Measles Outbreak Associated With Low Vaccine Effectiveness Among Adults in Pohnpei State Federated States of Micronesia 2014.

Tuesday, 11th of October 2016 Print

Open Forum Infect Dis. 2016 Mar 24;3(2):ofw064. doi: 10.1093/ofid/ofw064. eCollection 2016.

Measles Outbreak Associated With Low Vaccine Effectiveness Among Adults in Pohnpei State Federated States of Micronesia 2014.

Hales CM1 Johnson E2 Helgenberger L3 Papania MJ1 Larzelere M1 Gopalani SV3 Lebo E4 Wallace G1 Moturi E4 Hickman CJ1 Rota PA1 Alexander HS2 Marin M1.

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Abstract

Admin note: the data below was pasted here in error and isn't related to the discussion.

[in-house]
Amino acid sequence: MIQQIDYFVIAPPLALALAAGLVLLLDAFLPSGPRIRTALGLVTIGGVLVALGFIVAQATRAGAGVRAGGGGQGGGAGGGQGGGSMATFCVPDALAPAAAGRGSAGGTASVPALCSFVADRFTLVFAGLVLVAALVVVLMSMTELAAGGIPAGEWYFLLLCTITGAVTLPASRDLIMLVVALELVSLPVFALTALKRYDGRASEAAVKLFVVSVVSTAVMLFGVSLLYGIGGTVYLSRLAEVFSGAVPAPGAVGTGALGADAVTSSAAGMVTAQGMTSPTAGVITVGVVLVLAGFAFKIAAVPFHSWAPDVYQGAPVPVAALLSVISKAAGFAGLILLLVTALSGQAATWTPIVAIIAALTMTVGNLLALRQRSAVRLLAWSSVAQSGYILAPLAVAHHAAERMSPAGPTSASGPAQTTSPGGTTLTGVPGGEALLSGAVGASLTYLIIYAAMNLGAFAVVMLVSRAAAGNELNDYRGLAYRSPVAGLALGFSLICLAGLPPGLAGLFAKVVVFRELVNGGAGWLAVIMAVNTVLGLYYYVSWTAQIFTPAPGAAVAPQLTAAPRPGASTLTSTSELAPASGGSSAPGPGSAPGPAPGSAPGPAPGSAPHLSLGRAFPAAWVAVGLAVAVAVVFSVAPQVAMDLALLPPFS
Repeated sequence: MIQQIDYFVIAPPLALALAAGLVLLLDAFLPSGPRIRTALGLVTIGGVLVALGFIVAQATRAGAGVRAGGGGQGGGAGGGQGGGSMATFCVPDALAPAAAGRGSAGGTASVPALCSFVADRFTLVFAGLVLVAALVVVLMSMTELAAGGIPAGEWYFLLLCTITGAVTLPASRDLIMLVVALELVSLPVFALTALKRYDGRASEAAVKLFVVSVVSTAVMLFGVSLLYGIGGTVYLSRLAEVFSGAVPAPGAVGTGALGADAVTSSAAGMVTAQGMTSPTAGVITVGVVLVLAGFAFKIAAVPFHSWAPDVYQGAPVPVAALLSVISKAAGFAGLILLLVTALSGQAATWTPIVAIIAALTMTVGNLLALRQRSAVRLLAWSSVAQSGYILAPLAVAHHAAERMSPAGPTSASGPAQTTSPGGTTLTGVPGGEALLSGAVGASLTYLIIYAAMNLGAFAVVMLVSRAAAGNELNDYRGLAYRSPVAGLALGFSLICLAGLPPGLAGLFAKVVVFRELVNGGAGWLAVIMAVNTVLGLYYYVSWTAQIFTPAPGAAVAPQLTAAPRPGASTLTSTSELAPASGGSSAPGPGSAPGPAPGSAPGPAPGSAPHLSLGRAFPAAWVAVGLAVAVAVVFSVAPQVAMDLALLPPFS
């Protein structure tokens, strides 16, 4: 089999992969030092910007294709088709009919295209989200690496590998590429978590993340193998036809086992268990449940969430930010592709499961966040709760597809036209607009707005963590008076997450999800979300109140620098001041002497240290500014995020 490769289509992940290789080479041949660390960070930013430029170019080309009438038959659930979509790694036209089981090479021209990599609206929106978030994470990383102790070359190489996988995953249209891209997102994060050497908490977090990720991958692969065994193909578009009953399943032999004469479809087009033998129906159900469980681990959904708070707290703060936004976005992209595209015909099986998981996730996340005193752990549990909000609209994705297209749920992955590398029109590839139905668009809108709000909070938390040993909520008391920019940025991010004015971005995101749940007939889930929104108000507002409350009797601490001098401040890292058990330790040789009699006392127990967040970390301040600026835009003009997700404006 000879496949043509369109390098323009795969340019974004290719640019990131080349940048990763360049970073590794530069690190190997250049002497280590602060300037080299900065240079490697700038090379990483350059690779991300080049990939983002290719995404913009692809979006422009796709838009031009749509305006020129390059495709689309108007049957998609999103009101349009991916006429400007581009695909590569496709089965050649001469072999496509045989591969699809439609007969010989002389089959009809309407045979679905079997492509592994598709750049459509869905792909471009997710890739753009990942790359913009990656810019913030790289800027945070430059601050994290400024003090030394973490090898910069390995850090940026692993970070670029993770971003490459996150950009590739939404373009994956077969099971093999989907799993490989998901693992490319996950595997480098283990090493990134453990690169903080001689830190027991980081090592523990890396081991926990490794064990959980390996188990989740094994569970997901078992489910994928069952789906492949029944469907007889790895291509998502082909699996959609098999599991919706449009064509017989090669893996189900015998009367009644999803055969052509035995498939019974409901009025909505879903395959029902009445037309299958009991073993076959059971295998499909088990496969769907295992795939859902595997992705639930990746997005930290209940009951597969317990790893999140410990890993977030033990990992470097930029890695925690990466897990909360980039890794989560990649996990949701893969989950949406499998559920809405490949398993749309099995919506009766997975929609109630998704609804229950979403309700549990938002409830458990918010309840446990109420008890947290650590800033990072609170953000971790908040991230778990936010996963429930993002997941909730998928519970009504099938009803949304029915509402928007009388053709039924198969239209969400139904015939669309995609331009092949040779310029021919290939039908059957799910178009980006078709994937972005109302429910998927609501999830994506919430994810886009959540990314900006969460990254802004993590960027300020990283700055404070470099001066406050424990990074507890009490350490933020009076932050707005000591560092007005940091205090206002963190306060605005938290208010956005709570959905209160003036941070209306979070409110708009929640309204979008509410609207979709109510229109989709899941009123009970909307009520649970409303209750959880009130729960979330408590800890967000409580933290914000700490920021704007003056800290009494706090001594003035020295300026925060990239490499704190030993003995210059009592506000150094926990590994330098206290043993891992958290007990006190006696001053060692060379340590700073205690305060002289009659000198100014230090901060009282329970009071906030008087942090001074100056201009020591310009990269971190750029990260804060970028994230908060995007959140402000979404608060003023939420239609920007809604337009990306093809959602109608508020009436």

Background.  A measles outbreak in Pohnpei State Federated States of Micronesia in 2014 affected many persons who had received ≥1 dose of measles-containing vaccine (MCV). A mass vaccination campaign targeted persons aged 6 months to 49 years regardless of prior vaccination. Methods.  We evaluated vaccine effectiveness (VE) of MCV by comparing secondary attack rates among vaccinated and unvaccinated contacts after household exposure to measles. Results.  Among 318 contacts VE for pre campaign MCV was 23.1% (95% confidence interval [CI] -425 to 87.3) for 1 dose 63.4% (95% CI -103 to 90.6) for 2 doses and 95.9% (95% CI 45.0 to 100) for 3 doses. Vaccine effectiveness was 78.7% (95% CI 10.1 to 97.7) for campaign doses received ≥5 days before rash onset in the primary case and 50.4% (95% CI -52.1 to 87.9) for doses received 4 days before to 3 days after rash onset in the primary case. Vaccine effectiveness for most recent doses received before 2010 ranged from 51% to 57% but it increased to 84% for second doses received in 2010 or later. Conclusions.  Low VE was a major source of measles susceptibility in this outbreak; potential reasons include historical cold chain inadequacies or waning of immunity. Vaccine effectiveness of campaign doses supports rapid implementation of vaccination campaigns in outbreak settings.

 

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